4. How does my creating process work?

Yet another hmmm. I can’t think about this without including writing, since I do so much of that, too. I’m fascinating by very structured writers–people who adhere to a certain word or page count every day. My process is much more haphazard and loose than that. I just write every day, usually for hours, until I’m tired. As fas as visual art goes, drawing is actually an incredibly intense and consuming thing for me. It might be this way for most artists, I don’t know. I prefer to begin a picture and paint all the way through to the end in one stretch, if I can. So the best art days are ones in which I can spend at least seven to ten hours on a painting, and then be finished. If I can manage that–going from sketch to finished piece in one go–that’s usually when pictures turn out the best, and when my experience with a picture is most immersive and fulfilling. I hate having to stop and start again with pictures. If I do have to stop, I prefer that the painting is nearly all the way finished.

Continue the blog hop with the following amazing artist! 

Now to feature my friend Erin Holsonback, whose photography I adore. Erin’s a freelance graphic and web designer in South Austin who has spent the last few months diving even more into her longtime love of photography. She strives to capture sincere moments without the look of being overly posed or polished. Street photography when traveling has always been a particular passion and a way to more thoroughly enjoy new places.

ErinGazebo

 

 

 

 

 

 

 

So, feast your eyes on even more of Erin’s incredible street photography. I love that she captures these small, poignant moments that are so intensely illustrative of, for lack of a better expression, the human experience. Some of these made me tear up. I also love the somber, muted tones of this NYC palette. Perfect.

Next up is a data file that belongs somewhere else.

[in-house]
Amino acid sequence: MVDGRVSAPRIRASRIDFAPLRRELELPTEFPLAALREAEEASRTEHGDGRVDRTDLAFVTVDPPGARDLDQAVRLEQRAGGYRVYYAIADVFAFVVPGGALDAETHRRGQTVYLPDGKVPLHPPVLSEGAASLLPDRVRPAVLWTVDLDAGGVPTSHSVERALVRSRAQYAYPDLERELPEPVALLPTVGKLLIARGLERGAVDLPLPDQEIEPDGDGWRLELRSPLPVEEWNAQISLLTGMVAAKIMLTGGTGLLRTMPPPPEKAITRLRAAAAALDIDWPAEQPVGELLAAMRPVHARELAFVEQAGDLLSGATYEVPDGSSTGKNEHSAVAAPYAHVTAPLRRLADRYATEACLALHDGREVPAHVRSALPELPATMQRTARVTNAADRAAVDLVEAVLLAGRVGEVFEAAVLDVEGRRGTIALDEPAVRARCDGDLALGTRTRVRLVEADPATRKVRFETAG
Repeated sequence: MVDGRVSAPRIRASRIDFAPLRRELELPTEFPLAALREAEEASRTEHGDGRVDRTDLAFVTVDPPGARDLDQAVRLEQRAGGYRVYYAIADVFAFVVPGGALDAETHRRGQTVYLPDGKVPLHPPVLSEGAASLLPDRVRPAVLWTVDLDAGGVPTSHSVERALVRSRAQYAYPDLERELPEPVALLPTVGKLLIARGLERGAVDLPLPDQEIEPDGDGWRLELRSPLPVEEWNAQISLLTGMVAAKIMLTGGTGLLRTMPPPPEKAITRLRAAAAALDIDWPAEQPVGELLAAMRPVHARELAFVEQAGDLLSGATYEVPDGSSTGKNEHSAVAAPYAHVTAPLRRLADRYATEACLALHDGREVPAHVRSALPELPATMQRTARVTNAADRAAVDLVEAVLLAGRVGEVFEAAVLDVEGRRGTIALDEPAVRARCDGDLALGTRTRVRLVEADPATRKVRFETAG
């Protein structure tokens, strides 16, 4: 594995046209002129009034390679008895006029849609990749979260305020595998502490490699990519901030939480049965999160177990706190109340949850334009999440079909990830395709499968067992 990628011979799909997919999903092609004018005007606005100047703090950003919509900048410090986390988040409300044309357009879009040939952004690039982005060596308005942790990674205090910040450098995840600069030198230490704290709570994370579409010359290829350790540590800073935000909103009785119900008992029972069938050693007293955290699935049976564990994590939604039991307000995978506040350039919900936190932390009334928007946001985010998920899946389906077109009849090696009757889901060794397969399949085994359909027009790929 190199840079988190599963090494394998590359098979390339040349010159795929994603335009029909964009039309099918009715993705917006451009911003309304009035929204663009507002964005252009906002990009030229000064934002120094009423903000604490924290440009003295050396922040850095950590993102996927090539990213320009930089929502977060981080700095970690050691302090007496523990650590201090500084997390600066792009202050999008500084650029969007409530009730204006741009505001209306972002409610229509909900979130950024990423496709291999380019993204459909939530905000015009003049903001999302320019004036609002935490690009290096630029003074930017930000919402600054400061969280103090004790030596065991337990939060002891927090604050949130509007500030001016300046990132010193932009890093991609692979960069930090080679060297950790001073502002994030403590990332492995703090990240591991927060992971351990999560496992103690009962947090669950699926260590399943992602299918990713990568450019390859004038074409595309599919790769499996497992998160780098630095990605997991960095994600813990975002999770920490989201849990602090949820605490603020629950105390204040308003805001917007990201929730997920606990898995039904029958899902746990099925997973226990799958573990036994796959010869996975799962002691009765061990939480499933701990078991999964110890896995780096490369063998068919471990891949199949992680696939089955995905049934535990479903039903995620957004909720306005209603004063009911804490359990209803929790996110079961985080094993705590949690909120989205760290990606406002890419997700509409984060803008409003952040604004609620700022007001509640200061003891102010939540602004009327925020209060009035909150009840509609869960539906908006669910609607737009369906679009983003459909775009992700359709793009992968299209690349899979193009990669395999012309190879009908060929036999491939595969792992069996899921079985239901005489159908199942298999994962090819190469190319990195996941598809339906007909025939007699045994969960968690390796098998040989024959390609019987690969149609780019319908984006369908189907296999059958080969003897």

ErinOldLady

 

 

 

 

 

 

 

 

 

 

ErinDogs

 

 

 

 

 

 

 

Thank you so much for reading and enjoying the blog hop, and for perusing some of my favorite artist’s work! Be sure to check out their websites!

 

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Diversity in Children’s Literature

It’s time to chime in to the Diversity in Children’s Lit discussion.

For a long time, I underestimated the effect the lack of diversity in books and films had on me as a child. Now, it astounds me and makes me sad to know that growing up, I did not feel like part of the world. I felt on the outside, looking in. Some of this had to do with what I looked like. But curiously, the word “race” never entered my head—but words like “brown skin” vs. “blond” certainly did.

For one thing, I grew up in Northern Virginia, and it took trips to D.C. to get a feel for the kind of ethnic diversity you can truly celebrate and be grateful for. My classes in elementary school generally consisted of one African American child, one Hispanic child, one Asian child, me—the brown child that was neither completely one race or the other—and the rest of the class, which was Caucasian.

I never experienced outright racism except for the time the sixth-grade boys on the bus called me “camel jockey” when I was six years old. I didn’t understand what it meant, only that it was supposed to hurt my feelings, which it did. I think now with sadness about the ignorance these twelve-year-olds must have grown up with to call a little girl a camel jockey and think it was funny. […]

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On the Death of a Canine Friend

I don’t know that this is the appropriate place to blog about death, but I figure death involves all of us, and is often the stuff of stories, so why not.